Breaking down the epm business benefit

philosophyI was asked recently to help an organization prioritize its enterprise project management deployment. As we’ve often suggested here, the organization had done some homework. They had assembled a multi-departmental team to determine the aspects of epm that they considered important and they had worked over a series of months to articulate their process and to evaluate potential software vendors. They had determined that replacing an in-house timesheet system with a new timesheet system that would improve the time and billing process was their highest priority and had already purchased several hundred licenses of this time and expense system.

Sounds like there was nothing for me to do, doesn’t it? The organization had called me in because the scope of the deployment had recently undergone a significant increase and the head of the team was quite concerned that their entire plan was now at risk. The original scope had included several aspects of epm functionality including, of course, the timesheet but also a complete Enterprise Project Management system for resource capacity planning, schedule tracking and more. The selection of the timesheet system included, in part, the ability to link to Microsoft Project, which had already been targeted as the preferred epm system. The original plan was to deploy the timesheet first over a 4 month schedule then work on the epm deployment in the months following. Somewhere along the way, two things happened to dramatically alter the schedule. First, the timesheet vendor informed the client that a perceived deficiency in the abilities of the timesheet could be solved with the functionality of the epm system and second, almost simultaneously, management had renewed its requests for resource capacity planning information from Project.

The result was to move the implementation of the entire epm system forward and to implement the timesheet system and the epm system simultaneously. I was not particularly surprised to find that the schedule had not been lengthened at all as often happens during ‘scope creep’. The challenge I was asked to solve was to determine if the schedule was still viable and to look over the new scope of work to determine if this was the most effective course.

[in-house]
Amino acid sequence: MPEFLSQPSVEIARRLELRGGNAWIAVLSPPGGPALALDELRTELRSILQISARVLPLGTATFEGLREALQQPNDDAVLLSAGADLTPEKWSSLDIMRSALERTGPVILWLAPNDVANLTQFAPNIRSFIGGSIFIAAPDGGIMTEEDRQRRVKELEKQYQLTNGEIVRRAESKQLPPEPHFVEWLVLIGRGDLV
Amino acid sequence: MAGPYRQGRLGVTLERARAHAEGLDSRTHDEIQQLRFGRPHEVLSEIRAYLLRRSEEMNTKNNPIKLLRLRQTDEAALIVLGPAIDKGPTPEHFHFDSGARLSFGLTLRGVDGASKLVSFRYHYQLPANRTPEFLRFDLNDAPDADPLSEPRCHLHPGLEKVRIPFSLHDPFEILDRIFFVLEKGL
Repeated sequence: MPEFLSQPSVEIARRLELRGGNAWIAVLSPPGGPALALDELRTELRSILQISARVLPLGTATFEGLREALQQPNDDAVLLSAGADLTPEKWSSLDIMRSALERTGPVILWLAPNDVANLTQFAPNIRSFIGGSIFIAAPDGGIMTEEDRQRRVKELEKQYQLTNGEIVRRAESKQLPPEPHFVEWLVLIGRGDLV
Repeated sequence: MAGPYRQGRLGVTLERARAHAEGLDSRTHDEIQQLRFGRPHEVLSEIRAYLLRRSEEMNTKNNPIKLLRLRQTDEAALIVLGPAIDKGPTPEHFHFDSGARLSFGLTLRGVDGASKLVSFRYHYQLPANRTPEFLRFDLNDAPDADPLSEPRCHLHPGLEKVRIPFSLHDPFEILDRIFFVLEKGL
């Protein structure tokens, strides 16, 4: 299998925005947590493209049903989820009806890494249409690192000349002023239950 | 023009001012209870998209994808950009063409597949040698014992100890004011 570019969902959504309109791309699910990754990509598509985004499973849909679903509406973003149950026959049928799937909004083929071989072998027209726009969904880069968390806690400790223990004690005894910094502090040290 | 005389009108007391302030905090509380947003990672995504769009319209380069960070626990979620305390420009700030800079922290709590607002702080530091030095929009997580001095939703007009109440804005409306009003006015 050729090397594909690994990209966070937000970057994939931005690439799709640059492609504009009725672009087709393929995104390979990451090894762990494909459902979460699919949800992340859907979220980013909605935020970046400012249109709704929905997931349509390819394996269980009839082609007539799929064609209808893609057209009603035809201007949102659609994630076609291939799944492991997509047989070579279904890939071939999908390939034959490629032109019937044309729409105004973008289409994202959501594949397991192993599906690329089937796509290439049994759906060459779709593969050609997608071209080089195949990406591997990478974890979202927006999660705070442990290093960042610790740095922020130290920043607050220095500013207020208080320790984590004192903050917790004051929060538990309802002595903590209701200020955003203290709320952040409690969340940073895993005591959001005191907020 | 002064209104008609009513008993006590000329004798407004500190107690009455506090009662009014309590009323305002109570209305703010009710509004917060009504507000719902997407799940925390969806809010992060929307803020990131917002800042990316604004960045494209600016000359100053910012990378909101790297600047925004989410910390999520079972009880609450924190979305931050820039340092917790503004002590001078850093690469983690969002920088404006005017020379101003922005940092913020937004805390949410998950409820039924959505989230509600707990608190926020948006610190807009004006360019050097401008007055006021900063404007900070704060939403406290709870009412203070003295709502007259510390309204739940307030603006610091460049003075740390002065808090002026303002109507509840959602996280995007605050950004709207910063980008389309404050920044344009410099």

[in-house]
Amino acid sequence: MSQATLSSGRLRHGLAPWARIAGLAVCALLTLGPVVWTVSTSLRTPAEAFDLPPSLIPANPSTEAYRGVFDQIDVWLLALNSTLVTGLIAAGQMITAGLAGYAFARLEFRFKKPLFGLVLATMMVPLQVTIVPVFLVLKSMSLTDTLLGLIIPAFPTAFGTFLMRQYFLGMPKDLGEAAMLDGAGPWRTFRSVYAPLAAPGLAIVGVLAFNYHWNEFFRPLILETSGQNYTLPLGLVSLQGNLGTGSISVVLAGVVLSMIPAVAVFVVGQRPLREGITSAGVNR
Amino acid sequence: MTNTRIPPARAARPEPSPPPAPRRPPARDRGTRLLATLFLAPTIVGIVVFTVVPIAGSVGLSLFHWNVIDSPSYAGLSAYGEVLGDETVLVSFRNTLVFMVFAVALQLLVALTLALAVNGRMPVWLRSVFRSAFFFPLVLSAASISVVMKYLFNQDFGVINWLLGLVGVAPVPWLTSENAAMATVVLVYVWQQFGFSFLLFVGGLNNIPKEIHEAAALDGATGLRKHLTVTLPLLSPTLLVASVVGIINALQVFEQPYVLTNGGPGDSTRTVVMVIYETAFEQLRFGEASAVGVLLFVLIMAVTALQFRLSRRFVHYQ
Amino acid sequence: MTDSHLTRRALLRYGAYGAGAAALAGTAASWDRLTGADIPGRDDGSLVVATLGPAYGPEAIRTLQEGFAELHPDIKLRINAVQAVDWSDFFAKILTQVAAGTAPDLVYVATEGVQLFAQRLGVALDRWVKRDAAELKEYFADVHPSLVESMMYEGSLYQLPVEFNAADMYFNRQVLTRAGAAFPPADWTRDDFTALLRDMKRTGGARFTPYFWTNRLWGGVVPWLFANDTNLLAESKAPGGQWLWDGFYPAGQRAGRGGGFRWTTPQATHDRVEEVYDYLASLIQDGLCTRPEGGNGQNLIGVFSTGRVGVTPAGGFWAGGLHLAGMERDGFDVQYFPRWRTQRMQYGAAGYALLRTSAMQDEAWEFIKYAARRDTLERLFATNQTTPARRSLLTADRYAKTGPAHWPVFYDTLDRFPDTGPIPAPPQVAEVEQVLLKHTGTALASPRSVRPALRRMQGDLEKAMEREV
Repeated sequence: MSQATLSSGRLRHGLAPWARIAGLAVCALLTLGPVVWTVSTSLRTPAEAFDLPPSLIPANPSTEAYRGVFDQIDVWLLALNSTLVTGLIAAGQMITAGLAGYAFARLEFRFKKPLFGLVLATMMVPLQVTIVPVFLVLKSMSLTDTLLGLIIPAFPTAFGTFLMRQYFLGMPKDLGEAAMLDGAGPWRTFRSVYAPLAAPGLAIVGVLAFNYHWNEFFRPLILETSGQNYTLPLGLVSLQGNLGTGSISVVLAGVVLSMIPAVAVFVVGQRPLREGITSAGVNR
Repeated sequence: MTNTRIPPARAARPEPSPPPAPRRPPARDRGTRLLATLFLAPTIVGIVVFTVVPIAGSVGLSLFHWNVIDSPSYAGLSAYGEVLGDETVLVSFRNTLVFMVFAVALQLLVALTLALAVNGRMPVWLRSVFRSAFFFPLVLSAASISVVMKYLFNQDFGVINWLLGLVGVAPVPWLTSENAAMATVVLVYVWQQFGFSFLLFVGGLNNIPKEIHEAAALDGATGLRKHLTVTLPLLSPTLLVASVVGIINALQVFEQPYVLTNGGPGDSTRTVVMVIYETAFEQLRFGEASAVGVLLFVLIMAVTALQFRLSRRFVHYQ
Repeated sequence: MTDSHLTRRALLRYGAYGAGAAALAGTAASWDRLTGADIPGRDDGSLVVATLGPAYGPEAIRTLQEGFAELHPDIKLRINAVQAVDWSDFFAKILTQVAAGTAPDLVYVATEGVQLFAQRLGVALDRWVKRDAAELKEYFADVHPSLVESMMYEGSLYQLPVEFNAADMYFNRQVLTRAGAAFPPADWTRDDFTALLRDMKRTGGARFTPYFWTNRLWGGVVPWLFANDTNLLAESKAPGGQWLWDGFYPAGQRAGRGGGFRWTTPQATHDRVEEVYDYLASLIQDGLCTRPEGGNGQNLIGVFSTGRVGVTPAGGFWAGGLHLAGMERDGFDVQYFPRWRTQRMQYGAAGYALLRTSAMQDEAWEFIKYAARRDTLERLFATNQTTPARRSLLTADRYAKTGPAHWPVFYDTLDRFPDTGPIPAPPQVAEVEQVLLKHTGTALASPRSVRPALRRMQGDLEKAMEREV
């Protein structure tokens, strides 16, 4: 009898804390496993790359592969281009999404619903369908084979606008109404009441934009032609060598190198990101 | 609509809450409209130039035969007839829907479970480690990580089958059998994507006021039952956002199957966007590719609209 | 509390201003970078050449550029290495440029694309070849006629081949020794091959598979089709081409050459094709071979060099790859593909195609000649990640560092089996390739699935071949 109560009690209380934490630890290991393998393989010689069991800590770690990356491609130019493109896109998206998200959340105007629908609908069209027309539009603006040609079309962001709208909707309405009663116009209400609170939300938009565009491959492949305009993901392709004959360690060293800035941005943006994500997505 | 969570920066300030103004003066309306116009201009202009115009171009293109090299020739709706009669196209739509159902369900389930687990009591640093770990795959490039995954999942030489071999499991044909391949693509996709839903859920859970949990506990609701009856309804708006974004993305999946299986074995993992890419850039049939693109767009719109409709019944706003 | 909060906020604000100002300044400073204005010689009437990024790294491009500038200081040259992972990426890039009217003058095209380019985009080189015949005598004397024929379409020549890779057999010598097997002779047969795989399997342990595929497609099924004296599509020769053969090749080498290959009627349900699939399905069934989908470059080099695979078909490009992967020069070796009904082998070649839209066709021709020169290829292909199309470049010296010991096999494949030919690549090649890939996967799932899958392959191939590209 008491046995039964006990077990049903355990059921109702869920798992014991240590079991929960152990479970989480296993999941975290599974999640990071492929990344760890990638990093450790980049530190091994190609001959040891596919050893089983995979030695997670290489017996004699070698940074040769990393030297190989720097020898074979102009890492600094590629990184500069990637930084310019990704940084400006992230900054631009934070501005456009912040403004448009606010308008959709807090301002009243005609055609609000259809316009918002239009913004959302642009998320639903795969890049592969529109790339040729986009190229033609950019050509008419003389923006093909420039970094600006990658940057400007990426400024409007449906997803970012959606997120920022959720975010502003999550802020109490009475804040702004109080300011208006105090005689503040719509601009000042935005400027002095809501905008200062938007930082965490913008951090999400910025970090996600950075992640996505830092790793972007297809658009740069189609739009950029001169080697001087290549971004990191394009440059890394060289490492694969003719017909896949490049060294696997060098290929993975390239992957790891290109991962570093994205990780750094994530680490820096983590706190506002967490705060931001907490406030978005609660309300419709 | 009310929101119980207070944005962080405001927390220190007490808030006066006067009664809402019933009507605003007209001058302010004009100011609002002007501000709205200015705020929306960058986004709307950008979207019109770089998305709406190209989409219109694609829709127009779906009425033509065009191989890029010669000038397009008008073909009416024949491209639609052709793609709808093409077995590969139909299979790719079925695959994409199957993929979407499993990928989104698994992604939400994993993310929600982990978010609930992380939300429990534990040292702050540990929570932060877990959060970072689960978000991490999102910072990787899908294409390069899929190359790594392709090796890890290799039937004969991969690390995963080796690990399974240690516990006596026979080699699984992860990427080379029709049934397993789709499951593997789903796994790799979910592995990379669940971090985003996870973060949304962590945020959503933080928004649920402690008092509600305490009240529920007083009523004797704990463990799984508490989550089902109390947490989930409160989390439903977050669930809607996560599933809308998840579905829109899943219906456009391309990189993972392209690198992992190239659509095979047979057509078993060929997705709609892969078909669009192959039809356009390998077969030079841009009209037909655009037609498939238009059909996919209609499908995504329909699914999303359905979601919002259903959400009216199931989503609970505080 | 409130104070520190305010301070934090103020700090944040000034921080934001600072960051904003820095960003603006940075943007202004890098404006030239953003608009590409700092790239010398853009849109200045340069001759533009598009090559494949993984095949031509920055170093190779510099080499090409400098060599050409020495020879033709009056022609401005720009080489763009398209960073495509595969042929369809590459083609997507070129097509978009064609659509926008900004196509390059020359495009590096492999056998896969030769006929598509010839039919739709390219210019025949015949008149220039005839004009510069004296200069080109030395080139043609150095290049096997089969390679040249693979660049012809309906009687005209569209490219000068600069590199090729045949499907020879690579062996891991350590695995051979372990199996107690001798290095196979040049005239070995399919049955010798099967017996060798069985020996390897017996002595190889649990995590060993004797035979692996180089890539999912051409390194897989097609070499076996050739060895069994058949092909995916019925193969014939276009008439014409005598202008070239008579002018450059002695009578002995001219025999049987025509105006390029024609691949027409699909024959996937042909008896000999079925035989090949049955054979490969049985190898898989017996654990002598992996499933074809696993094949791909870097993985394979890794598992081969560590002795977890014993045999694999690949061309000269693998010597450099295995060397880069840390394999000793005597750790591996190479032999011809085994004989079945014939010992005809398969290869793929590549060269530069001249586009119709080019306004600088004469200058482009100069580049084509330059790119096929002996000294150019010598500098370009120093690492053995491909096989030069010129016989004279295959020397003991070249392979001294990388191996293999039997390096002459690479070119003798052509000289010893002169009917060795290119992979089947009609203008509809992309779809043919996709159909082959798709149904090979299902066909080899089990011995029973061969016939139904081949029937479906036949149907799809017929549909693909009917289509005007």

I mention all of this because the exercise we did together with this client is one that is done all too rarely in deployments of epm systems. We looked together at the final vision of the system from a business needs perspective. I asked the deployment team to identify business decisions they intended to make from the system rather than to identify a list of functions that they thought they would need. By focusing on the intended business uses of the system we were quickly able to list the expected business benefits.

The resulting list was highly relevant to their request. Over a couple of hours we were able to list the majority of the business benefits they were hoping for and the actual business decisions they expected to be better able to make once the system was deployed. Interestingly, virtually 100% of those benefits were focused around the functionality of the timesheet change rather than other epm oriented functionality.

This left us with the problematic functionality that had started the whole change in scope in the first place. ‘Who had reported the problem?’ I asked. The culprit was the chief accountant. An hour later we were meeting with him. Yes, he could confirm that this function was something he desired. However, when I asked how much effort was required to manually (ok, via Excel) manage this function now, the answer was ‘about 5 minutes or so per month’! Needless to say, with such a small improvement in efficiency as our expected benefit, the cost and effort of the whole epm deployment for this one function couldn’t be justified.

The lesson for all of us is to focus on the Return on Investment for each aspect of your epm deployment. What will be the intended business benefit and the intended business use of the system? Make sure you know how going through the exercise of deploying a whole enterprise project management environment will pay you back dividends.

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